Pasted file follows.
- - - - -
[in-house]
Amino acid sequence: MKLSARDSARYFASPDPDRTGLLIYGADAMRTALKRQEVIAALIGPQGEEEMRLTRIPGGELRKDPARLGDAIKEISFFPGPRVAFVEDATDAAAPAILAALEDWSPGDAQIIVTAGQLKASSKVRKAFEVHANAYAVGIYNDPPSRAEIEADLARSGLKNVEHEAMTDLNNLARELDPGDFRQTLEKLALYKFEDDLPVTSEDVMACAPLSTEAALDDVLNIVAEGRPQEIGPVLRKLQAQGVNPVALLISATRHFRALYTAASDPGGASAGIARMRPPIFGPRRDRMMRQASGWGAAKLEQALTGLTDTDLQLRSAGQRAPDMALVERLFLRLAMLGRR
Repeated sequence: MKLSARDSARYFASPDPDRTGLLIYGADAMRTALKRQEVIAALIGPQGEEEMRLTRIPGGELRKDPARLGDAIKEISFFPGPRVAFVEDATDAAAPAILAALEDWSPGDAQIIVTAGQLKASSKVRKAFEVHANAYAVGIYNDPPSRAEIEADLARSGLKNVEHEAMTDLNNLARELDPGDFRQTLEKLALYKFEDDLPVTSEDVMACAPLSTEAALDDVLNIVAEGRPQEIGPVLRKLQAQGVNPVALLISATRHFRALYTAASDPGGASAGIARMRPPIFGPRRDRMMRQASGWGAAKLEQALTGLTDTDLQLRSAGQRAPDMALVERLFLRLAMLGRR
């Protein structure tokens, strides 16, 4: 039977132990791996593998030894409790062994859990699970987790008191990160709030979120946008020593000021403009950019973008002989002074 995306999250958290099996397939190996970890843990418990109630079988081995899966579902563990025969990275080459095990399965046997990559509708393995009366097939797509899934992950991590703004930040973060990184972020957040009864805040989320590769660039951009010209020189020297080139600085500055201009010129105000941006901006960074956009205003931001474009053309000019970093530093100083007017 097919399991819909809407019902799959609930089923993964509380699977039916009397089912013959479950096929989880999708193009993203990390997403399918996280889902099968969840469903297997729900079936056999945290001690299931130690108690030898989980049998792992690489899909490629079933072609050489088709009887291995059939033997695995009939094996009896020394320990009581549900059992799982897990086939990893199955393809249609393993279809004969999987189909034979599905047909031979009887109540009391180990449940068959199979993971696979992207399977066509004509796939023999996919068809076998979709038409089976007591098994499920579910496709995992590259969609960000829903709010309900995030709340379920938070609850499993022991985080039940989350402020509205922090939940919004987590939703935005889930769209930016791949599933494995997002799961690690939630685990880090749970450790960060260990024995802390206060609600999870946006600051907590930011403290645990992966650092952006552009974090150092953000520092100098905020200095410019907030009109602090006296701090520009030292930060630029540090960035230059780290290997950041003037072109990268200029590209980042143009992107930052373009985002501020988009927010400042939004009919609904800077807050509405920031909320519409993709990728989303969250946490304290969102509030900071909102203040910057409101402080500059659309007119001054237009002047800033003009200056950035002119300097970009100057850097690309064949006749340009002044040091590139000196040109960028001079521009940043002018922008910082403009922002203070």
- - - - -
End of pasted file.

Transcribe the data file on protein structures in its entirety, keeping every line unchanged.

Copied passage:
[in-house]
Amino acid sequence: MKLSARDSARYFASPDPDRTGLLIYGADAMRTALKRQEVIAALIGPQGEEEMRLTRIPGGELRKDPARLGDAIKEISFFPGPRVAFVEDATDAAAPAILAALEDWSPGDAQIIVTAGQLKASSKVRKAFEVHANAYAVGIYNDPPSRAEIEADLARSGLKNVEHEAMTDLNNLARELDPGDFRQTLEKLALYKFEDDLPVTSEDVMACAPLSTEAALDDVLNIVAEGRPQEIGPVLRKLQAQGVNPVALLISATRHFRALYTAASDPGGASAGIARMRPPIFGPRRDRMMRQASGWGAAKLEQALTGLTDTDLQLRSAGQRAPDMALVERLFLRLAMLGRR
Repeated sequence: MKLSARDSARYFASPDPDRTGLLIYGADAMRTALKRQEVIAALIGPQGEEEMRLTRIPGGELRKDPARLGDAIKEISFFPGPRVAFVEDATDAAAPAILAALEDWSPGDAQIIVTAGQLKASSKVRKAFEVHANAYAVGIYNDPPSRAEIEADLARSGLKNVEHEAMTDLNNLARELDPGDFRQTLEKLALYKFEDDLPVTSEDVMACAPLSTEAALDDVLNIVAEGRPQEIGPVLRKLQAQGVNPVALLISATRHFRALYTAASDPGGASAGIARMRPPIFGPRRDRMMRQASGWGAAKLEQALTGLTDTDLQLRSAGQRAPDMALVERLFLRLAMLGRR
């Protein structure tokens, strides 16, 4: 039977132990791996593998030894409790062994859990699970987790008191990160709030979120946008020593000021403009950019973008002989002074 995306999250958290099996397939190996970890843990418990109630079988081995899966579902563990025969990275080459095990399965046997990559509708393995009366097939797509899934992950991590703004930040973060990184972020957040009864805040989320590769660039951009010209020189020297080139600085500055201009010129105000941006901006960074956009205003931001474009053309000019970093530093100083007017 097919399991819909809407019902799959609930089923993964509380699977039916009397089912013959479950096929989880999708193009993203990390997403399918996280889902099968969840469903297997729900079936056999945290001690299931130690108690030898989980049998792992690489899909490629079933072609050489088709009887291995059939033997695995009939094996009896020394320990009581549900059992799982897990086939990893199955393809249609393993279809004969999987189909034979599905047909031979009887109540009391180990449940068959199979993971696979992207399977066509004509796939023999996919068809076998979709038409089976007591098994499920579910496709995992590259969609960000829903709010309900995030709340379920938070609850499993022991985080039940989350402020509205922090939940919004987590939703935005889930769209930016791949599933494995997002799961690690939630685990880090749970450790960060260990024995802390206060609600999870946006600051907590930011403290645990992966650092952006552009974090150092953000520092100098905020200095410019907030009109602090006296701090520009030292930060630029540090960035230059780290290997950041003037072109990268200029590209980042143009992107930052373009985002501020988009927010400042939004009919609904800077807050509405920031909320519409993709990728989303969250946490304290969102509030900071909102203040910057409101402080500059659309007119001054237009002047800033003009200056950035002119300097970009100057850097690309064949006749340009002044040091590139000196040109960028001079521009940043002018922008910082403009922002203070």